pause before transfer started. The first couple of Mb would go by slowly 
and then the next 300-400 would flash past in 2-3 seconds (writing into 
/run/shm) and then the temporary 500Mb file in /run/shm  would flush to 
disk in 2-3 seconds. Rinse and repeat.

Based on that behaviour, I suspect that rsync is trying to walk the 
entire directory tree on both sides to check for changes each time it 
opens a new file, which would explain the looong pause when opening each 
file (presumably ZFS doesn't like tree walks?)

There was no measureable difference between performance with 
secondarycache set to "all" or "metadata" and toggling 
zfs_l2arc_nopretch made no difference either.


Notes:

If deduplication is switched on, write performance will start out "ok" 
and rapidly degrade, because deduplication _will_ result in vdev writes 
containing random io, instead of being a lot of sequential operations.

Memory requirements can grow exponentially with deduplicated filesystems 
and if they get larger than the designated ARC size, performance will be 
appalling. If you have enough ram then increase the ARC. If not, add 
more ram and then increase the ARC.

If you're using a dedupe ZFS partition for something like a BackupPC 
repository - which is full of hardlinks _and_ duplicate blocks - you are 
going to make ZFS extremely memory hungry.

Regards
Alan


> If you are seeing better performance out of XFS you are either falling foul
>> of caching issues or the CoW nature of ZFS. Given that your use-case is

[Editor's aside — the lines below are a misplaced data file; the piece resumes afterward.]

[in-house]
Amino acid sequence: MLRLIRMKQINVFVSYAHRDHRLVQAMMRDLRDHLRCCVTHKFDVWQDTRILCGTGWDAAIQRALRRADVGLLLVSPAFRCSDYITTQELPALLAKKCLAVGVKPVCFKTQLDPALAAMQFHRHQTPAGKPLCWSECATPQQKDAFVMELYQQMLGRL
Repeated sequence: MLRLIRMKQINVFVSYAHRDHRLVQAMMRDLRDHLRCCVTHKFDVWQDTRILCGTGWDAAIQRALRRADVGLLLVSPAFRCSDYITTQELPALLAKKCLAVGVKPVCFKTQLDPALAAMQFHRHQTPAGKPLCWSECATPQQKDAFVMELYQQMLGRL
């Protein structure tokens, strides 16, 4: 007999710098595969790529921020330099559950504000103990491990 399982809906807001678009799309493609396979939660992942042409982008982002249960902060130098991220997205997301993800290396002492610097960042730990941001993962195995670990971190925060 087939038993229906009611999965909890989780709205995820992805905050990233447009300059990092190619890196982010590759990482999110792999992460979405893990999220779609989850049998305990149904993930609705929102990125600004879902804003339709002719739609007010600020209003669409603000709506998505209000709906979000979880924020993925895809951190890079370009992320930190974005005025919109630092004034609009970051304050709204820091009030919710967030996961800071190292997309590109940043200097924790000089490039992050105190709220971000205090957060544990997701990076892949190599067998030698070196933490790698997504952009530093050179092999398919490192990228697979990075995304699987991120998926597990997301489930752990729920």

>> rsync, the bottleneck is likely related to metadata operations rather than
>> data operations. Try setting the following options for the zfs kernel
>> module:
>>
>> zfs_arc_max <= 1/3 of your RAM
>> zfs_arc_meta_limit = approx. 75-90% of your zfs_arc_max
>> l2arc_noprefetch=0
>>
> OK, i'll try it today evening.
>
>
>> How are you checking what your L2ARC usage is to be able to make the claim
>> that 40GB of it is used?
>>
> from zpool iostat -v 1:
>
>
>                                                          capacity
> operations    bandwidth
> pool                                                 alloc   free   read
>   write   read  write
> ---------------------------------------------------  -----  -----  -----
>   -----  -----  -----
> tank                                                 7.94T   185G    947
>     0   697K      0
>    raidz1                                             7.94T   185G    947
>     0   697K      0
>      scsi-SATA_WDC_WD30EFRX-68_WD-WMC1T0868519            -      -    250
>     0  1.71M      0
>      scsi-SATA_WDC_WD30EFRX-68_WD-WMC1T2316319            -      -    260
>     0  1.82M      0
>      scsi-SATA_WDC_WD30EFRX-68_WD-WMC1T2335838            -      -    306
>     0  1.90M      0
> logs                                                     -      -      -
>     -      -      -
>    mirror                                                 0  7.94G      0
>     0      0      0
>      scsi-SATA_PLEXTOR_PX-128MP02326108896-part1          -      -      0
>     0      0      0
>      scsi-SATA_KINGSTON_SH103S50026B723700A029-part1      -      -      0
>     0      0      0
> cache                                                    -      -      -
>     -      -      -
>    scsi-SATA_PLEXTOR_PX-128MP02326108896-part2        40.0G  7.98M      8
>     0  57.9K  16.0K
>
>
>
>
>> You may also find that you have better results from your L2ARC on a
>> metadata-heavy load like rsync if you set your secondarycache=metadata,
>> especially if you are running L2ARC on zram.
>>
> L2ARC on SSD.
>
>